According to the United Nation’s Food and Agriculture Organization (FAO), even before the Covid-19 crisis, farmers had not been able to satisfy the demands of Nigeria’s population.
“I feel like the government should give out grants and loans and support for small businesses so that they don’t crash. I have friends who have complained they are going to shut down their businesses because they haven’t been paid for two months. A lot of people cannot sell their produce in Lagos because the markets are closed which is going to affect a lot of farmers at this time,” says Ladoja.
Nigeria used to import over a million tonnes of rice from Thailand annually. That number has been significantly reduced with the implementation of high import taxes. This has led to an abnormal increase in food prices in Nigeria since the onset of the coronavirus with the UN estimating the number of people facing acute food security stands to rise to 265 million globally in 2020 as a result of the economic impact of the pandemic.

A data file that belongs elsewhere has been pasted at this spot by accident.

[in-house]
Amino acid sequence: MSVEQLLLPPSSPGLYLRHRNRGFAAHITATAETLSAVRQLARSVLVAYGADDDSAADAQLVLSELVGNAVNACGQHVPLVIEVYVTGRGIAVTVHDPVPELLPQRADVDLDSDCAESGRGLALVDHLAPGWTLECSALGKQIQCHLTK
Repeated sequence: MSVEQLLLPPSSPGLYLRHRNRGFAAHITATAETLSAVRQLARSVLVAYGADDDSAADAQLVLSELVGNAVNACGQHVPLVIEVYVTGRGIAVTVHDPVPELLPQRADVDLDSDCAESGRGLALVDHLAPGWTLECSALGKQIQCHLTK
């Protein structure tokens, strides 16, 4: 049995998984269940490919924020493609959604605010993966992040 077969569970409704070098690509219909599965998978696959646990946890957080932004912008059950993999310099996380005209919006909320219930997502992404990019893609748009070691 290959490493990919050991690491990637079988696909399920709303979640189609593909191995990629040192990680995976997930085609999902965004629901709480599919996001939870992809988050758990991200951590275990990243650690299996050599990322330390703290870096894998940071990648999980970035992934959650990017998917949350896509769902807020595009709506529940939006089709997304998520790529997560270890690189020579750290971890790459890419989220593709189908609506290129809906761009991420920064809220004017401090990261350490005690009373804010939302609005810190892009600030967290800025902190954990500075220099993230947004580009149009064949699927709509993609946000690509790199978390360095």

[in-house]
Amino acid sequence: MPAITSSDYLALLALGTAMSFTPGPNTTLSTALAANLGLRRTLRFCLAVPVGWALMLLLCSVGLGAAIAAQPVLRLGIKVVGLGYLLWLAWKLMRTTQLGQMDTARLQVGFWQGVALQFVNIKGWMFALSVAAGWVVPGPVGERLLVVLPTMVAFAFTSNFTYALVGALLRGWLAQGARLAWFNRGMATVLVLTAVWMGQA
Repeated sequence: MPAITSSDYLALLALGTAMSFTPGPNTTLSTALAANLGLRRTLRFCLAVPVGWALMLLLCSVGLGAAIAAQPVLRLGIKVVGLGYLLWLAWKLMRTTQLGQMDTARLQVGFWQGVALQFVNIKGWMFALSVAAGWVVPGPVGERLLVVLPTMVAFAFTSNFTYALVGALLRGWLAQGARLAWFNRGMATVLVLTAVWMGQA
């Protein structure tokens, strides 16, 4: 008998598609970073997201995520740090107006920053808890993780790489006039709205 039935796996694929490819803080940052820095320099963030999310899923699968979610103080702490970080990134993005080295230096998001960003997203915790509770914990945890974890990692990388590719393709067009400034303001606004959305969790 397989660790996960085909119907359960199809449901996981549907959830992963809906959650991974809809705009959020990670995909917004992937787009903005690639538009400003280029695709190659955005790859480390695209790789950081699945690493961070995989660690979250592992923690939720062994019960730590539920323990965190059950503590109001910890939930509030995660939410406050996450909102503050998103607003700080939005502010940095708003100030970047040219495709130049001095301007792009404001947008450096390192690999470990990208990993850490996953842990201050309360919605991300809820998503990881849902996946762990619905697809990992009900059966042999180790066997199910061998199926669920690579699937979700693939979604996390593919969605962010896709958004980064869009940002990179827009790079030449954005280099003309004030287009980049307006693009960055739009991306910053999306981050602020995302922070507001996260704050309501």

Nigeria has substantially increased domestic rice production in the pandemic but is still a long way from reaching the levels needed for the country to sufficiently feed itself. Coupled with the decline in global oil prices, it is safe to say the adverse economic impact of Covid-19 on Africa’s most populous country is going to be felt for a long time to come.
All For Grooming Future Leaders
Katlego Thwane has had to dip into his own savings, with the Covid-19 crisis, to fund his noble cause, teaching the underprivileged in a South African township.
He is in his twenties, yet turning around the destiny of underprivileged young people around him.